According to NFPA’s latest U.S. Home Fires Involving Heating Equipment report, which was released today, heating equipment is the second-leading cause of U.S. home fires and the third-leading cause of home fire deaths. More than half (53 percent) of all home heating fire deaths resulted from fires that began when heating equipment was too close to things that can burn, such as upholstered furniture, clothing, mattresses or bedding.
Between 2011 and 2015, portable and stationary space heaters accounted for more than two of every five (43 percent) U.S. home heating fires and five out of six (85 percent) home heating fire deaths.
“Space heaters can be effective tools for providing added warmth at home, but it’s critical that people follow basic precautions to ensure that they’re used safely,” said Lorraine Carli, vice president of NFPA’s Outreach and Advocacy division.
Carli says space heaters should be placed a minimum of three feet away from anything that can burn, and must be turned off when people leave the room or go to sleep.
“Make sure children and pets are kept well away from space heaters at all times, and remember that space heaters should never be left unattended,” said Carli. “When you’re ready to go to sleep, it’s time to turn off your space heater.”
December, January and February are the leading months for home heating fires. The peak time of day for home heating equipment fires is between 4:00 p.m. and 8:00 p.m. (27 percent of fires), with another 20 percent occurring between 8:00 p.m. and midnight. The fewest fires occur between midnight and 8:00 a.m. (18 percent), but these fires caused almost half of the heating fire deaths.
“Put a Freeze on Winter Fires,” an annual campaign run by NFPA and the U.S. Fire Administration (USFA), provides a wealth of information and resources to help reduce the risk of home fires during the heating season. Following are important home heating safety tips and recommendations:
Have a three-foot “kid-free zone” around open fires and space heaters.
Have a qualified professional install stationary space heating equipment, water heaters or central heating equipment according to the local codes and manufacturer’s instructions.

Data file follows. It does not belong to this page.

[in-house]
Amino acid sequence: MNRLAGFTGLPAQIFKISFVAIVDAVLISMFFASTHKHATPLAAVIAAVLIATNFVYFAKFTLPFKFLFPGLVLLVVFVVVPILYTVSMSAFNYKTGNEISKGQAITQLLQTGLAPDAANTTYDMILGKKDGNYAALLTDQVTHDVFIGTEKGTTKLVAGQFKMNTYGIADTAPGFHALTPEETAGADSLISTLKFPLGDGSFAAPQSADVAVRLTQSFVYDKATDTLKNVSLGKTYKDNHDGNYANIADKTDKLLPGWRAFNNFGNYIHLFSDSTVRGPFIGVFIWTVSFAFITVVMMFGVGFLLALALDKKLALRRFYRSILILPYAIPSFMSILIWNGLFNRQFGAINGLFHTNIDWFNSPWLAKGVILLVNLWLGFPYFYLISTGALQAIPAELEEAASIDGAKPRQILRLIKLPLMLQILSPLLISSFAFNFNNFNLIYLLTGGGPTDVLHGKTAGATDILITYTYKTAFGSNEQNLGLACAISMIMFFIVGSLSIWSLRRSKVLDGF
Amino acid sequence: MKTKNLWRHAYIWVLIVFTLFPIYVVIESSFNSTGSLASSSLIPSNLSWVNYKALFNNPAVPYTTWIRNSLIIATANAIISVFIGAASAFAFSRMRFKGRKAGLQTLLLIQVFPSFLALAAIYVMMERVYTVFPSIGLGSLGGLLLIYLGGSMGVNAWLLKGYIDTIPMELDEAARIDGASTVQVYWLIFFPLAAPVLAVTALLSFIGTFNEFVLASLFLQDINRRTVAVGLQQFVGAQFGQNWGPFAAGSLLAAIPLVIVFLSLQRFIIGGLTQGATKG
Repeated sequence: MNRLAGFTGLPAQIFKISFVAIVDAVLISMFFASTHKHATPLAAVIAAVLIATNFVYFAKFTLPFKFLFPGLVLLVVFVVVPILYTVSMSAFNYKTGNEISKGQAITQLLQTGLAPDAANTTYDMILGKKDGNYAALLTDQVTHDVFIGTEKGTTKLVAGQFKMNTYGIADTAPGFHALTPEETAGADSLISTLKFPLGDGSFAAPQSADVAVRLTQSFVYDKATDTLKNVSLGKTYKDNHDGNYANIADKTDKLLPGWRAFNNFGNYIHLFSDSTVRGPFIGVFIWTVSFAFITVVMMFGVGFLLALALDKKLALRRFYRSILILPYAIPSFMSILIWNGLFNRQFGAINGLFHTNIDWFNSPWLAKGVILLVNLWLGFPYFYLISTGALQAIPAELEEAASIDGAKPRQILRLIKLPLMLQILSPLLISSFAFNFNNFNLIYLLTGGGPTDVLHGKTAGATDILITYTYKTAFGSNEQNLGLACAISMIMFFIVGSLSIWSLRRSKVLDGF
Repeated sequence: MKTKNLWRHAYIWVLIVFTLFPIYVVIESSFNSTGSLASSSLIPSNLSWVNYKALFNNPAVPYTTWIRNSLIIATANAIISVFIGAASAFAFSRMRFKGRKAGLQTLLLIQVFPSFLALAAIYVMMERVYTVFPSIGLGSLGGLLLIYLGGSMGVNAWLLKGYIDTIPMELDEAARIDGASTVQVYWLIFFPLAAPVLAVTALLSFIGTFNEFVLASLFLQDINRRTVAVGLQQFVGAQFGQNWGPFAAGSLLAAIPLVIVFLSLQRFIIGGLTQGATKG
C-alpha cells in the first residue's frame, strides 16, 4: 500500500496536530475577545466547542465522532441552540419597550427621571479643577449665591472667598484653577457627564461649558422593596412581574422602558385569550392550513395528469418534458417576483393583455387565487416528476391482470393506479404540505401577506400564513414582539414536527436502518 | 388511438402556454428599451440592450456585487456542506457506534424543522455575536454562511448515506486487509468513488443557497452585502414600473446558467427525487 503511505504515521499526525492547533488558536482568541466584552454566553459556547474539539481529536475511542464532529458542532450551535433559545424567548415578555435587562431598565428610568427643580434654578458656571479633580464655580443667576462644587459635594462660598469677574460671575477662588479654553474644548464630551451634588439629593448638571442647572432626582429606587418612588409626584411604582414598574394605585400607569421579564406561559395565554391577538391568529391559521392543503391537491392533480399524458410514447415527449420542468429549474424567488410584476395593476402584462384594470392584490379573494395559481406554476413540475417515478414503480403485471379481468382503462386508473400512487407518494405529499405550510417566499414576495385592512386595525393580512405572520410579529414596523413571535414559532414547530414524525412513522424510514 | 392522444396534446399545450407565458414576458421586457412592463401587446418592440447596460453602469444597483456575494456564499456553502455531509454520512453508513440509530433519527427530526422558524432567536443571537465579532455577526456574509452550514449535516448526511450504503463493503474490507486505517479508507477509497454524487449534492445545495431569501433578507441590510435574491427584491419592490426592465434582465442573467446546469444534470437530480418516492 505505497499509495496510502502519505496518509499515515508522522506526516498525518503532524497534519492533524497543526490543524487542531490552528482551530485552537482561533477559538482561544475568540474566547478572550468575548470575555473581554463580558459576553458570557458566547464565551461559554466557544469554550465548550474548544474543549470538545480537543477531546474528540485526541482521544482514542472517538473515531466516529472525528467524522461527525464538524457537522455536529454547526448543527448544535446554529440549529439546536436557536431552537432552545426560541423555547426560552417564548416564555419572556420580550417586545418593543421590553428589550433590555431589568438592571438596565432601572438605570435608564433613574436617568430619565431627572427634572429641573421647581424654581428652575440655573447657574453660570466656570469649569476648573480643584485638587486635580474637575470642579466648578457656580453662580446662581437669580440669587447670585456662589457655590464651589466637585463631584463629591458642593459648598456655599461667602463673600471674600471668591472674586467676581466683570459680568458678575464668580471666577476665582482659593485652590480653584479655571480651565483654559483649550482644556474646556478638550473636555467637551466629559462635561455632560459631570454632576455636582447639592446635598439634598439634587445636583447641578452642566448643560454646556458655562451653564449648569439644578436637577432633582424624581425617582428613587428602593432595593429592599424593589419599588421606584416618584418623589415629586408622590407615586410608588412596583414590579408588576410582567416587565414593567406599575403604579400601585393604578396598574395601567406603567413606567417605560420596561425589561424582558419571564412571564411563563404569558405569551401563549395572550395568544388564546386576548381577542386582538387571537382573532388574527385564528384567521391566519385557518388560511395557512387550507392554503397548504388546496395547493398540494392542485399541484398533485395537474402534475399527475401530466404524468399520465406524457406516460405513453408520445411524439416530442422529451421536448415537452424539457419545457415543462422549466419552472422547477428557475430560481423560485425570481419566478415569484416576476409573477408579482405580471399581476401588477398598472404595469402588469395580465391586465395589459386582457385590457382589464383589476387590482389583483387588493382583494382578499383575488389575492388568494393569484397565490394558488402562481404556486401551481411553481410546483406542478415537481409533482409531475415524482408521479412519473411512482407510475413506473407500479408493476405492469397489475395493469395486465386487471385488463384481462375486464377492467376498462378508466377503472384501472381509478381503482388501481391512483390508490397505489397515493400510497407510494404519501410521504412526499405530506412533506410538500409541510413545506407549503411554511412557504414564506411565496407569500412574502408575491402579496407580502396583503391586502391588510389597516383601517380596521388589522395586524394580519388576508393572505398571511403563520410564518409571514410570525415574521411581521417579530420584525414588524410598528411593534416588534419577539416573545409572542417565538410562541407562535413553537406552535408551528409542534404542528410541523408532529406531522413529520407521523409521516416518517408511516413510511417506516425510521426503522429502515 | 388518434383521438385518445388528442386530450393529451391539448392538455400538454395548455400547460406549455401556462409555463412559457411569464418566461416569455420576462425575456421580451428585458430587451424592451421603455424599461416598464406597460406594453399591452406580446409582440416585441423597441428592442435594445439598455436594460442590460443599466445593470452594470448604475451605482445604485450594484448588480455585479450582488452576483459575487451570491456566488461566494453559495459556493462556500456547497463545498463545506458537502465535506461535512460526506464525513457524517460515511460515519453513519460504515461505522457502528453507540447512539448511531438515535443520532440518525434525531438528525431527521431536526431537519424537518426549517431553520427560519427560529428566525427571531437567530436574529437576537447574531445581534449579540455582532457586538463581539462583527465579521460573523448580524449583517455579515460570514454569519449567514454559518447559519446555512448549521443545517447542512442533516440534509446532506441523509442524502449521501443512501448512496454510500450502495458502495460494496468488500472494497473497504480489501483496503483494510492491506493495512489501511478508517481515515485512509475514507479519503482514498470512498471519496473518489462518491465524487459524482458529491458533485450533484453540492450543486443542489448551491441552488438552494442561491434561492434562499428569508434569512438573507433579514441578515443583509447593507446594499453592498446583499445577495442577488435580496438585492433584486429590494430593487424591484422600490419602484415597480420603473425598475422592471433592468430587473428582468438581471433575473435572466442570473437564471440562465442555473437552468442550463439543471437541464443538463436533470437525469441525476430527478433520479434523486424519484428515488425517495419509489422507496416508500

Have heating equipment and chimneys cleaned and inspected every year by a qualified professional.
Always use the right kind of fuel, specified by the manufacturer, for fuel burning space heaters.
Make sure the fireplace has a sturdy screen to stop sparks from flying into the room. Ashes should be cool before putting them in a metal container. Keep the container a safe distance away from your home.
Install wood burning stoves following manufacturer’s instructions or have a professional do the installation. All fuel-burning equipment should be vented to the outside to avoid carbon monoxide (CO) poisoning.
Install and maintain CO alarms to avoid the risk of CO poisoning. If you smell gas in your gas heater, do not light the appliance. Leave the home immediately and call your local fire department or gas company.
Never use your oven to heat your home.
For this release and other announcements about NFPA initiatives, research and resources, please visit the NFPA press room.
About the National Fire Protection Association (NFPA)
Founded in 1896, NFPA is a global, nonprofit organization devoted to eliminating death, injury, property and economic loss due to fire, electrical and related hazards. The association delivers information and knowledge through more than 300 consensus codes and standards, research, training, education, outreach and advocacy; and by partnering with others who share an interest in furthering the NFPA mission. For more information, visit www.nfpa.org. All NFPA codes and standards can be viewed online for free at www.nfpa.org/freeaccess.
A new task force, replacing aging pipes, and possibly building a new facility on the Quincy Veterans home campus are some of the recommendations Gov. Bruce Rauner laid out after staying at the home for a week. Greg Bishop reports …
The slow start to liquefied petroleum (LP) gas demand this winter went right out the window since the arrival of frigid, arctic air across much of the central U.S.
Temperatures in most of Illinois through the first week of January hadn’t risen above the freezing mark since Dec. 23.
The plunge in temperatures sent home heating needs soaring. LP gas deliveries, as a result, are hopping, and prices, subsequently, inched higher in recent weeks.
“The warm start to winter slowed home heating (LP gas) usage,” said Chad Shull, energy marketing manager for Sunrise FS, a division of GROWMARK. “Then, all of a sudden, it got really cold and it put everything into overdrive.”
Meanwhile, recent snowfall and icy conditions on some roads haven’t been a major issue affecting LP deliveries.
“On a lot of the rural roads, we’d rather have them good and frozen so we can get through,” Shull said. “When they get slushy and soft is when we have problems.”
Natural gas and LP prices inched higher in recent weeks.